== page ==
Scandinavians oldest limestone mine.
1.500 years old.
Daugbjerg Kalkgruber is Scandinavians oldest limestone mine, its history going back more than 1.500 years in time
Man started to excavate limestone by the open cast method. It then progressed to underground workings to allow them to mine all the year round.
The limestone was then used to create mortar for the construction buildings etc..
Lime from Daugbjerg travelled far.
Lime from Daugbjerg after being converted into mortar, was taken via The Ox Road. This is the name given to an ancient trackway in Denmark and Schelswig-Holstein. The route runs from Viborg via Flensburg to Hamburg.
The lime was used in the construction of Dannevirke. This was an important linear defensive earthwork across the neck of the Cimbrian peninsula. Initiated by the Danes in the Nordic Iron Age at some point before 500 AD.
Gottorf Castle in the city of Schelswig in Germany was built using mortar from Daugbjerg.
Increase in production.
During the middleages the mine was not that busy. When bricks became fashionable the the 17th century this increased the demand for mortar. The mine then became extremely busy, with the increase of tunnels of more than 700 metres per year. Today you can see the mine and its passages and caverns as it would have been in the 17th century.
Limestone would be mined by the men. Their skills were passed down to their sons. Women and children would then take the limestone to the surface it would them be transfered to the local kilns. Here the process of converting the limestone to mortar would take place.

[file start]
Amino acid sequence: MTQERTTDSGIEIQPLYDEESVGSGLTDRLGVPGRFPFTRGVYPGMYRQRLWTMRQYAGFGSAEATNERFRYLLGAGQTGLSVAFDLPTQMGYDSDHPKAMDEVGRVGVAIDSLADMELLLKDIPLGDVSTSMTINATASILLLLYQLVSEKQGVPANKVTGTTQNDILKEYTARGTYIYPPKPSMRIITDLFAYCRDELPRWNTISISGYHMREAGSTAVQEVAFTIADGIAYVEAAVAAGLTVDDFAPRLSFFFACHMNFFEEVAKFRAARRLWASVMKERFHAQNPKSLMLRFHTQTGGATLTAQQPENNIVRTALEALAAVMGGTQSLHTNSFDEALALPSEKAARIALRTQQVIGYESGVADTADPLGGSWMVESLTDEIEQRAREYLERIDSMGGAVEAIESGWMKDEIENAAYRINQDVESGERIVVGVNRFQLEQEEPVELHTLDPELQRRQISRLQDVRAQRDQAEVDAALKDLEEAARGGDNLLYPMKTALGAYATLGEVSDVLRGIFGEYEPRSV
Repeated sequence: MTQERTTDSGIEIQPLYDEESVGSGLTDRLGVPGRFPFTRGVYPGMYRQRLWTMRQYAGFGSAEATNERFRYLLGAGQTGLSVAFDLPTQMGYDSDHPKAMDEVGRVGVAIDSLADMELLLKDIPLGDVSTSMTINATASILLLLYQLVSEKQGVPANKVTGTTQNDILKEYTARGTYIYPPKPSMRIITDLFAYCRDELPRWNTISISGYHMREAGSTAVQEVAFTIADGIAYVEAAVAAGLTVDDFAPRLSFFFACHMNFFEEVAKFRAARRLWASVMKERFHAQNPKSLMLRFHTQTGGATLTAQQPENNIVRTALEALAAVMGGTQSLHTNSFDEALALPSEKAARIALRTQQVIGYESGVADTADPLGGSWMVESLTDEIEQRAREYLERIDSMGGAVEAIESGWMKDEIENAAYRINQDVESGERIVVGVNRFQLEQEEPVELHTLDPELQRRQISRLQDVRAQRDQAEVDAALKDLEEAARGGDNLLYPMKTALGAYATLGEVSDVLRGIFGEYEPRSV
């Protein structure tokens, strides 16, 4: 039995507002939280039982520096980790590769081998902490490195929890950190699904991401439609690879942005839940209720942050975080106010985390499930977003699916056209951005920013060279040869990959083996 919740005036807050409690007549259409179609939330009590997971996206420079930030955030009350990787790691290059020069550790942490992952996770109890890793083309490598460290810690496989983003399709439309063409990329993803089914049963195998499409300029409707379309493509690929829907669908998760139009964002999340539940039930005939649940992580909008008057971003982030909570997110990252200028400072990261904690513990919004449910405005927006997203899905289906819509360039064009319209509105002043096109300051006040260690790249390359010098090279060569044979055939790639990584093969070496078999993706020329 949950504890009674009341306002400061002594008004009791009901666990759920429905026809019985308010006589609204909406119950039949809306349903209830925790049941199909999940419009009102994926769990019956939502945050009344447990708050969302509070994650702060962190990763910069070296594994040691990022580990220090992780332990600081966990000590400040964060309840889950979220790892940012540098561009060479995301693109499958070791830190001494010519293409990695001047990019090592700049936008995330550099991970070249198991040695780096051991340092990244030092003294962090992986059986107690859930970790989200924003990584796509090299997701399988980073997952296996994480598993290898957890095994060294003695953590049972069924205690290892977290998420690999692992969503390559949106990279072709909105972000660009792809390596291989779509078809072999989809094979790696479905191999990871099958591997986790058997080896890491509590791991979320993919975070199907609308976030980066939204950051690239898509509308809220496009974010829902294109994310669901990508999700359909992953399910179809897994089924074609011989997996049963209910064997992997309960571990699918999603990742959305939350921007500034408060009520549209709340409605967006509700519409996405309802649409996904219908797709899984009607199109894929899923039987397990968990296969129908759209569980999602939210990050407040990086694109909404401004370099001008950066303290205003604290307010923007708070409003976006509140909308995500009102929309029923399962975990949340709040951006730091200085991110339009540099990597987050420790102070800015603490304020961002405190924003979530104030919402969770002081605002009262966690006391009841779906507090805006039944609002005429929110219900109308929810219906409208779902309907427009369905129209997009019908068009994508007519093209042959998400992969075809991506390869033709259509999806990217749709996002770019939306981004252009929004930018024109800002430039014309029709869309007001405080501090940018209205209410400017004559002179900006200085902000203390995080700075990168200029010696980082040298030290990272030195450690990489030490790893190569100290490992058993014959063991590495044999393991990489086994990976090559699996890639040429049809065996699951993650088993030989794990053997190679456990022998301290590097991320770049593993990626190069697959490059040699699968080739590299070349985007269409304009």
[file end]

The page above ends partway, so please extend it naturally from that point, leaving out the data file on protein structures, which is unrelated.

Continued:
Discovery of the mine as we know it today.
Children were playing in the forest after a servere rain storm in 1922, when they discovered a big hole in the ground caused by the rain. This was the entrance to Daugbjerg Kalkgruber as we know it today.
The only thing that has changed is the introduction of electric lights.
In 1951, 9 hectares of land were declared a conversation area. This covered 9 entrances to the mine workings. Only one entrance is open to the public to day.
The passages of the mine are small and winding ( although you can safely walk around these) on several levels. They are semi circular with headroom of approximately 2 metres. Humidity within the mine is a constant 96% and the tempurature is 10 degrees all the year round. You may need your jumper, when going underground!
The whole site including the mine is wheelchair friendly.